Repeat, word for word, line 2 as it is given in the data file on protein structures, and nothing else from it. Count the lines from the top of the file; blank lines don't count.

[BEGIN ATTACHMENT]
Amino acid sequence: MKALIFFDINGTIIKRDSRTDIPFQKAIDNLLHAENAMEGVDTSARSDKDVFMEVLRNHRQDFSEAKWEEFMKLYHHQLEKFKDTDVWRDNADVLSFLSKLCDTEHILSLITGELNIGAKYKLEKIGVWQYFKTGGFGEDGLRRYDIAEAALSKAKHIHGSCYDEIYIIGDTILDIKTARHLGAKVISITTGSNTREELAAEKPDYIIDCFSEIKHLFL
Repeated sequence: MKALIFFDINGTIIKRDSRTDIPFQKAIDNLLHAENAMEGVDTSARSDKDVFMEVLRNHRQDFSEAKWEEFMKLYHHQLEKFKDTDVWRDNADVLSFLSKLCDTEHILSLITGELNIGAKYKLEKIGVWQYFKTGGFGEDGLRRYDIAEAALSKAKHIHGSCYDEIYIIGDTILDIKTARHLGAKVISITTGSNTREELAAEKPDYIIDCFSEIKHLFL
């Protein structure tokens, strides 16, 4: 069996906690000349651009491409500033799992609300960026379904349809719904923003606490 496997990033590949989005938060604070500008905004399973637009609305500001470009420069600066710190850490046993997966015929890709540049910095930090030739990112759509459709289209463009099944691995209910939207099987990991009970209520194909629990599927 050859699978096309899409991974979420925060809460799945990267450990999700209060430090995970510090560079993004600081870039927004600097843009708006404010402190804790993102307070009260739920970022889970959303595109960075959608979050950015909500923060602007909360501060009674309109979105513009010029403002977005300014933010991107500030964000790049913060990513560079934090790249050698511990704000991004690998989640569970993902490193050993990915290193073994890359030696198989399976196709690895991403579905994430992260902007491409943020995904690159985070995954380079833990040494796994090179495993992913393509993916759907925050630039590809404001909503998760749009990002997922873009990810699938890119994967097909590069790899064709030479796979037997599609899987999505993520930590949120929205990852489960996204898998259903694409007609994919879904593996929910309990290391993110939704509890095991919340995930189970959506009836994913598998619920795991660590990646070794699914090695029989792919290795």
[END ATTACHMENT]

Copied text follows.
Repeated sequence: MKALIFFDINGTIIKRDSRTDIPFQKAIDNLLHAENAMEGVDTSARSDKDVFMEVLRNHRQDFSEAKWEEFMKLYHHQLEKFKDTDVWRDNADVLSFLSKLCDTEHILSLITGELNIGAKYKLEKIGVWQYFKTGGFGEDGLRRYDIAEAALSKAKHIHGSCYDEIYIIGDTILDIKTARHLGAKVISITTGSNTREELAAEKPDYIIDCFSEIKHLFL